Laurie Wightman

by Lou Mancinelli

When Borders closed more than two years ago at 8501 Germantown Ave., where the bookstore served as an anchor and drew many consumers from out of town to the commercial corridor, the realities of the slumping economy arrived in Chestnut Hill.

Even before that, the signs pointed towards trouble, when a year earlier Magarity Ford closed its doors at 8200 Germantown Ave. after two decades of successful business. Plans for the development of a grocery and other residential and retail space by Bowman Properties have since been approved at that location.

The closures sparked the Chestnut Hill Business Improvement District (BID) to create a position its members had discussed before the downturn, that of retail recruiter. Shortly after Borders closed, members of the BID hired Chestnut Hill resident Eileen Reilly to serve as Chestnut Hill’s inaugural retail recruiter.

Last Monday, Laurie Wightman started her term as Chestnut Hill’s second retail recruiter, with Reilly remaining onboard as a consultant. During Reilly’s term, vacancies dropped by about 20 percent. There are approximately 125 retail spaces along the Avenue, with about a 12 percent vacancy rate, according to Wightman.

“One of the biggest parts of this job is building relationships,” Wightman said.

Wightman spent her first week on the job meeting the business owners along Germantown Avenue, as well as meeting various landlords and Chestnut Hill marketing representatives.

It’s those relationships in Chestnut Hill and beyond that Wightman will lean on to attract the right retailers to the Avenue. To accomplish that goal, Wightman plans to travel to various Main Streets and commercial corridors across the Tri-State area.

She’ll work to develop relationships with business owners at those marketplaces and to establish herself as a learned, credible and trusted representative of Chestnut Hill. Her selling point is steeped in her sentiment that Chestnut Hill is the quintessential Philadelphia neighborhood.

“It’s like a little jewel box filled with charm and allure that many Main Streets don’t have,” Wightman said.

She’ll try to convince potential retailers that Chestnut Hill is a unique, affluent community filled with residents dedicated to supporting independent retailers. And she’ll likely cite a 2007 Forbes Magazine article that listed the neighborhood “famous for its cobblestone streets, stately colonial-style townhouses and upscale restaurants and cafes,” as one of the top urban enclaves in America, to support her claims.

But Wightman is poised to face some obstacles, as a number of the current vacant spaces are large and expensive to rent, according to Reilly. Like the site of the former Children’s Place, a 5,000-square-foot space at 8512 Germantown Ave. that closed in 2011, where it operated for more than a decade.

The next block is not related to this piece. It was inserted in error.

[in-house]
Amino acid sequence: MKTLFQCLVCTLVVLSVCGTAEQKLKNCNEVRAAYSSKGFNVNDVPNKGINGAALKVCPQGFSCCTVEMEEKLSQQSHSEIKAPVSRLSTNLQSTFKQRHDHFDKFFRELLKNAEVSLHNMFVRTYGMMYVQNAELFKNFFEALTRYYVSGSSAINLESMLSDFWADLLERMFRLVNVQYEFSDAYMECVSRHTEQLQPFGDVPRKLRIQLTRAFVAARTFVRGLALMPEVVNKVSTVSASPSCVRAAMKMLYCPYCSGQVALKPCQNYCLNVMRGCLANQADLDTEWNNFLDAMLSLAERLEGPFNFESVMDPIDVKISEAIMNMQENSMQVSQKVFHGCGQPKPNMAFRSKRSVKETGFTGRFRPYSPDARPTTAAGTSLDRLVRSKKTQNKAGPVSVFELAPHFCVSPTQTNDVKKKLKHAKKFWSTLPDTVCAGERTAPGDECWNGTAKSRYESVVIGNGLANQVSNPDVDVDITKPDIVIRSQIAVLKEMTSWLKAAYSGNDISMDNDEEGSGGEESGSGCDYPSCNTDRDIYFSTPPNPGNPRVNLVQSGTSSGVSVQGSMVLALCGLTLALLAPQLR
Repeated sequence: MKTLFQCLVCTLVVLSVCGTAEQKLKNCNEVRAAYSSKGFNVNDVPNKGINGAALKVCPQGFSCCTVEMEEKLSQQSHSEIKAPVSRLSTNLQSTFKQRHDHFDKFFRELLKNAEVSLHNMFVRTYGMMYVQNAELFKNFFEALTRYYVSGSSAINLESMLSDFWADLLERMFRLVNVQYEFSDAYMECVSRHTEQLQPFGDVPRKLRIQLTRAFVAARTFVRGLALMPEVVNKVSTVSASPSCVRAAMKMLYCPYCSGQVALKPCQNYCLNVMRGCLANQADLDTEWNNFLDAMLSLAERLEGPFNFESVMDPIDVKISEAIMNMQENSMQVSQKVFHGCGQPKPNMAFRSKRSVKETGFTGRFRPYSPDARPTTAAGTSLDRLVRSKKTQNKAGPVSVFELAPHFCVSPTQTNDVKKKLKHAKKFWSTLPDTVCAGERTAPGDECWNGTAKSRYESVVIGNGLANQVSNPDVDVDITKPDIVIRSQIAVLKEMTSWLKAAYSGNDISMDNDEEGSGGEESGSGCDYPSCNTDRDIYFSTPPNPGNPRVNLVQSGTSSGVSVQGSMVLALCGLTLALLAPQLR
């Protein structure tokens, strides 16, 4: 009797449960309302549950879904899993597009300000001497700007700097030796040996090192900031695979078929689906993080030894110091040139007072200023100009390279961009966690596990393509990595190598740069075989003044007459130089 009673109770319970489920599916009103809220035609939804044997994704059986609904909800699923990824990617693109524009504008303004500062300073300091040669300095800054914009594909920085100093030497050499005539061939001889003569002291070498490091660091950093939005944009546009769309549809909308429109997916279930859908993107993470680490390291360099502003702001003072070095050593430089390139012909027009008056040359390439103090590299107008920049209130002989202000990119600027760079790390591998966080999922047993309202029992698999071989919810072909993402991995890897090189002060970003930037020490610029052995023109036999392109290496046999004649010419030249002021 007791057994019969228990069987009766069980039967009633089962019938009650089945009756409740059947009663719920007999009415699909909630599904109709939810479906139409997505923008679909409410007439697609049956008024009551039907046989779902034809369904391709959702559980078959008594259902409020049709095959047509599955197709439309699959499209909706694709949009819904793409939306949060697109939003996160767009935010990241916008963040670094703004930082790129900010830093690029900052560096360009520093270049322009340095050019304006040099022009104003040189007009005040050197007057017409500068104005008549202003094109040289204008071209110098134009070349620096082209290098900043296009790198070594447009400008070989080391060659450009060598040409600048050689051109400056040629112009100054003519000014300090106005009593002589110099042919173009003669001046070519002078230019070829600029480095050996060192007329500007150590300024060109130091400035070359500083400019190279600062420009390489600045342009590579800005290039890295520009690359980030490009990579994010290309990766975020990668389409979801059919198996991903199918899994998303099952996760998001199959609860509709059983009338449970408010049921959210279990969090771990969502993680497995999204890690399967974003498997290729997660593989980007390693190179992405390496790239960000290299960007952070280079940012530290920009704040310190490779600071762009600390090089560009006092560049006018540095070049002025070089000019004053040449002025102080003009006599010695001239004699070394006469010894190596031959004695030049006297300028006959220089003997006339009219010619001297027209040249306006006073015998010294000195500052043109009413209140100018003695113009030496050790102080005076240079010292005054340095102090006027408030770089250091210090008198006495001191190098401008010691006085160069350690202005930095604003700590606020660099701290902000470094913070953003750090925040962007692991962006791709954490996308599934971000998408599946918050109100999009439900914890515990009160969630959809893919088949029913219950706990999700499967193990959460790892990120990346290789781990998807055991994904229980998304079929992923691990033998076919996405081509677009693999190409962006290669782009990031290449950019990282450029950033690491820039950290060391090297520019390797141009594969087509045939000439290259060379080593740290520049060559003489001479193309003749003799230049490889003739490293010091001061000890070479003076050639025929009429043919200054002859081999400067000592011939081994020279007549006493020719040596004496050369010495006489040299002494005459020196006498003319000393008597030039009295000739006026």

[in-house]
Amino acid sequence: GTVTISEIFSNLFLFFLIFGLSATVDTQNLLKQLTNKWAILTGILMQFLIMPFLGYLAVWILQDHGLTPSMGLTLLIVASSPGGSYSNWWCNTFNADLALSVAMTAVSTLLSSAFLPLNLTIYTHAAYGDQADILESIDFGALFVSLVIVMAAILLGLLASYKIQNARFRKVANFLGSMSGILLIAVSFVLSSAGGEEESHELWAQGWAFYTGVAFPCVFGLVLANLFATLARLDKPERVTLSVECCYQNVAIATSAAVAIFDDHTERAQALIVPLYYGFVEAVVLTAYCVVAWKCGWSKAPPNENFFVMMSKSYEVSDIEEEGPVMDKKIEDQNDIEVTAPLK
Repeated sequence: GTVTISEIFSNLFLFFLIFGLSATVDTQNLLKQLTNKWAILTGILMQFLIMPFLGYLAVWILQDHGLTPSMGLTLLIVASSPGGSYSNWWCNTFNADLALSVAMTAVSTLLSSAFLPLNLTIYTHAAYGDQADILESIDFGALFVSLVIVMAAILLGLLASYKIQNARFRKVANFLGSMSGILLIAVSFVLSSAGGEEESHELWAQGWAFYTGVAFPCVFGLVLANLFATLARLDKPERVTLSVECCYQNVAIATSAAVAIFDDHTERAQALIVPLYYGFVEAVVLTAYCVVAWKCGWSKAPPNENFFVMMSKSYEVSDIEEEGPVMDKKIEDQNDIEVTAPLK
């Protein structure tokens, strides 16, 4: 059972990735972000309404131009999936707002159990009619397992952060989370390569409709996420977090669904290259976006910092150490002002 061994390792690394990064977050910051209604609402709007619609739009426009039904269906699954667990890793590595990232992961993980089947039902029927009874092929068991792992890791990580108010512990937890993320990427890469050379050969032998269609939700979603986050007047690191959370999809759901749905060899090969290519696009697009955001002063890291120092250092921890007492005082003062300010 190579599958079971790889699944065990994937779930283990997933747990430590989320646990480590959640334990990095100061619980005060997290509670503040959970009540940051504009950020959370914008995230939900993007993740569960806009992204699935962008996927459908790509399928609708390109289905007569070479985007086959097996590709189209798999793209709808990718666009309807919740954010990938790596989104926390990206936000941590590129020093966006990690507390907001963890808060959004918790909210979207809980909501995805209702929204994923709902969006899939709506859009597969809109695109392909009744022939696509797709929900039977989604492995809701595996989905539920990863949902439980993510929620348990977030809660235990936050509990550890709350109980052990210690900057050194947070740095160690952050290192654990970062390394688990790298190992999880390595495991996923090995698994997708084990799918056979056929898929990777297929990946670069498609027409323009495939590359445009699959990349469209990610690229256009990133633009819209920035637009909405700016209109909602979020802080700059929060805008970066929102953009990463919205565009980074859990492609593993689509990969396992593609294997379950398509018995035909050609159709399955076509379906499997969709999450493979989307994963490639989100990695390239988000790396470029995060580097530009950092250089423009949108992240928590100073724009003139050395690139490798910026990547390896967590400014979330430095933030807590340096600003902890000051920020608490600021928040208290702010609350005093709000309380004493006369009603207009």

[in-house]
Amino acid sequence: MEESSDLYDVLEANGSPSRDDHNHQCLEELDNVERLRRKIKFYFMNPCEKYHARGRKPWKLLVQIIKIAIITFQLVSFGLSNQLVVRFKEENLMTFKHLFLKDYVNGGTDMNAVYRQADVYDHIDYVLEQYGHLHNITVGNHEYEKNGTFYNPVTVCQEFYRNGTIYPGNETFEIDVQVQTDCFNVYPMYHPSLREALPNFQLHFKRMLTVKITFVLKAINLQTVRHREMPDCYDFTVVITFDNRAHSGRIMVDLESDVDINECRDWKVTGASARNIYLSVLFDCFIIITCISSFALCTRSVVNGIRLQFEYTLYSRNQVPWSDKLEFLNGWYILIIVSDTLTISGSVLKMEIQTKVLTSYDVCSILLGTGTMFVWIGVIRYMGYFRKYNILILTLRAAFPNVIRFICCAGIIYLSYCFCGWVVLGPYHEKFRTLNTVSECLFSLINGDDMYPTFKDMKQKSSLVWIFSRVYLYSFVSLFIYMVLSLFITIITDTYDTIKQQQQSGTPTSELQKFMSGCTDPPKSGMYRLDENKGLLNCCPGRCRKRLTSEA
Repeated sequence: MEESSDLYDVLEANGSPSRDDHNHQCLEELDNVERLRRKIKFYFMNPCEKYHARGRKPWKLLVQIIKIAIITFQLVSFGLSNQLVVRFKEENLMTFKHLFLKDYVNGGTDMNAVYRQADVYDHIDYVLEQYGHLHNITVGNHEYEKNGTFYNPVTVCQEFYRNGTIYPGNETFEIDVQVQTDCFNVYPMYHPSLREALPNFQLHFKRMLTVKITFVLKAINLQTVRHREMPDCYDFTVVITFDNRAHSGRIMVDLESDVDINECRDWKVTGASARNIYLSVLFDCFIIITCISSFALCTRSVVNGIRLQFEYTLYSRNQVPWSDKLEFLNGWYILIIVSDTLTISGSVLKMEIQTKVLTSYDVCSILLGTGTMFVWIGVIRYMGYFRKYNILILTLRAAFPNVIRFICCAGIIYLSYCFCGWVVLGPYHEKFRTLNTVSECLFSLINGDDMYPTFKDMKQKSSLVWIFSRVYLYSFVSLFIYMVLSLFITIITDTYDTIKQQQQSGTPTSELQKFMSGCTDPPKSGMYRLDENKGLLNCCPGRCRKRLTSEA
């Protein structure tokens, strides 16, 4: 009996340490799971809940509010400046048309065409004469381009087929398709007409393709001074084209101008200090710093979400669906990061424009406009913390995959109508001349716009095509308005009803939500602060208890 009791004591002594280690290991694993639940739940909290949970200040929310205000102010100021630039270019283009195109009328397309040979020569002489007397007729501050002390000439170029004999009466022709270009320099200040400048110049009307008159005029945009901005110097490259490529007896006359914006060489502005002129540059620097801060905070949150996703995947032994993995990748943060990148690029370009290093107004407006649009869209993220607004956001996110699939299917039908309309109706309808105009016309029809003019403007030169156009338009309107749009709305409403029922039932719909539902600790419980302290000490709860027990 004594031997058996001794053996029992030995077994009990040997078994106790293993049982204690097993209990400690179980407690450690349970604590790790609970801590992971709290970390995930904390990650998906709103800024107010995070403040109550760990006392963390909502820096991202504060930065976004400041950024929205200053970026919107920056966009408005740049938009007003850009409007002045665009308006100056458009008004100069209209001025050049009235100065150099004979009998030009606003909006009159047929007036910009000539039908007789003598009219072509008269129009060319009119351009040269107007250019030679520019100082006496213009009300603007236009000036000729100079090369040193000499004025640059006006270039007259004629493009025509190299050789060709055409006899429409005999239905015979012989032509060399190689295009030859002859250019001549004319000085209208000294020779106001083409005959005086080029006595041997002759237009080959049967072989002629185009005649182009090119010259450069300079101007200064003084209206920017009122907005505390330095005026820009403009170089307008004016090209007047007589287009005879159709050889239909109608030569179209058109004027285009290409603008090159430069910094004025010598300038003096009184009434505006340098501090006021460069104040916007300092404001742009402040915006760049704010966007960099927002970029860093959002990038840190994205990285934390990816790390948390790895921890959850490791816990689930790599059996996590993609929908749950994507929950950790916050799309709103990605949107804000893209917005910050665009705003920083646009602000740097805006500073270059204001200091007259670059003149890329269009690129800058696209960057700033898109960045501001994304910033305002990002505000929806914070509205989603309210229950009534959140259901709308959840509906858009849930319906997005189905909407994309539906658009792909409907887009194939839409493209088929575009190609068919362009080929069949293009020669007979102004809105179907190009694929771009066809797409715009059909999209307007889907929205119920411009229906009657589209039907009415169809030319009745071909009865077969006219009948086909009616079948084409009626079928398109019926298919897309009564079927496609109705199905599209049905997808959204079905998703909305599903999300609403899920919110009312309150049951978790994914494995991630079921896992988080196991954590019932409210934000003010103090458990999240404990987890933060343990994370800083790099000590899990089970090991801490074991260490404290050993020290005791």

A need for children’s, men’s and women’s apparel retail seemed to be echoed by many Avenue business owners with whom Wightman visited last week, a visit-trail she’ll continue to walk this week.

She’ll also be challenged to attract businesses for locations zoned for specific businesses, meaning retail in areas zoned for retail, and restaurants in locations zoned for restaurants.

Some specific ideas she’s envisioned include a tapas bar, live-music, a high-end deli, similar to the Italian Market’s Di Bruno Brothers, and family-style restaurants. And there’s the vision for a speakeasy in the basement location underneath Starbucks at 8515 Germantown Ave. that has remained vacant for almost 20 years.

Wightman, 34, developed an affinity for Chestnut Hill as a girl from Maple Glen who visited the town with her family for shopping and holiday dinners at restaurants.

The process that culminated in her hiring started last year, when Wightman called Reilly about opening her own high-end home furnishing shop on the avenue. When that project petered out, and Reilly decided the end of her term was near, she suggested Wightman might be the perfect candidate to replace her.

Reilly herself has plans to develop an online marketing company. She recalled her biggest obstacles as recruiter were managing her own expectations. She wanted things to happen faster than they did.

“I want her to be aggressive,” Reilly said, “kind of like keep her eyes on the prize and relentlessly pursue. It’s hard.”

For example, if Reilly wanted to speak with Iron Hill Brewery decision maker Kevin Finn, the process required more work than simply walking in to the brewery at 8400 Germantown Ave. First one had to speak with the managers and hope one’s message was passed on.

Reilly also explained that local landlords are flexible and generally excited about attracting new tenants.

Wightman attended Upper Dublin High School (Class of ’95) and graduated from Penn State University in 1999 with a degree in journalism. She spent most of her career in advertising and marketing in the publishing industry in New York City, where she worked for Martha Stewart Living, U.S. News and World Report and Entertainment Weekly.

She moved back to the Philadelphia area three years ago because she wanted to give home a try again, she explained. She lives in Maple Glen and allegedly plans to move to Chestnut Hill.

She said one of the biggest obstacles she’ll be faced with is convincing business owners that even though they will be operating in Philadelphia, and thus subjected to higher taxes, operating a business in an affluent neighborhood steeped in community support is an opportunity to be capitalized upon.